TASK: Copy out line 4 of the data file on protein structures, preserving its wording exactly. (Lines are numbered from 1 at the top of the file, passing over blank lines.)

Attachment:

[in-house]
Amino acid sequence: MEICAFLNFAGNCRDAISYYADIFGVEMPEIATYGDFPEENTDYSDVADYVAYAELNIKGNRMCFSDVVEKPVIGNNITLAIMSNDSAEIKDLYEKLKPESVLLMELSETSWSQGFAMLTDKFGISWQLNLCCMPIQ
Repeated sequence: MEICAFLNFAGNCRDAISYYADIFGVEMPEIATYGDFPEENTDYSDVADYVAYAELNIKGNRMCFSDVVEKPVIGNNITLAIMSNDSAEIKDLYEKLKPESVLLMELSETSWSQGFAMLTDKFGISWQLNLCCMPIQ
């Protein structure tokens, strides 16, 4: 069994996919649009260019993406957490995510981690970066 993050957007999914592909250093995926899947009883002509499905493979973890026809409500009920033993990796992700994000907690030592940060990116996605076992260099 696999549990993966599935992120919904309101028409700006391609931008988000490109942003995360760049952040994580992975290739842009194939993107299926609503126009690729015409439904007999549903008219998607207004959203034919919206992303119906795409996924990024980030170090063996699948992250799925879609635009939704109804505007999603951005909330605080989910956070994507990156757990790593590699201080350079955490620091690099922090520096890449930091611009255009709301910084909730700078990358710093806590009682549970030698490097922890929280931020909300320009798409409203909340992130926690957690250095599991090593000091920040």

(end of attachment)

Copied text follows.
């Protein structure tokens, strides 16, 4: 069994996919649009260019993406957490995510981690970066 993050957007999914592909250093995926899947009883002509499905493979973890026809409500009920033993990796992700994000907690030592940060990116996605076992260099 696999549990993966599935992120919904309101028409700006391609931008988000490109942003995360760049952040994580992975290739842009194939993107299926609503126009690729015409439904007999549903008219998607207004959203034919919206992303119906795409996924990024980030170090063996699948992250799925879609635009939704109804505007999603951005909330605080989910956070994507990156757990790593590699201080350079955490620091690099922090520096890449930091611009255009709301910084909730700078990358710093806590009682549970030698490097922890929280931020909300320009798409409203909340992130926690957690250095599991090593000091920040």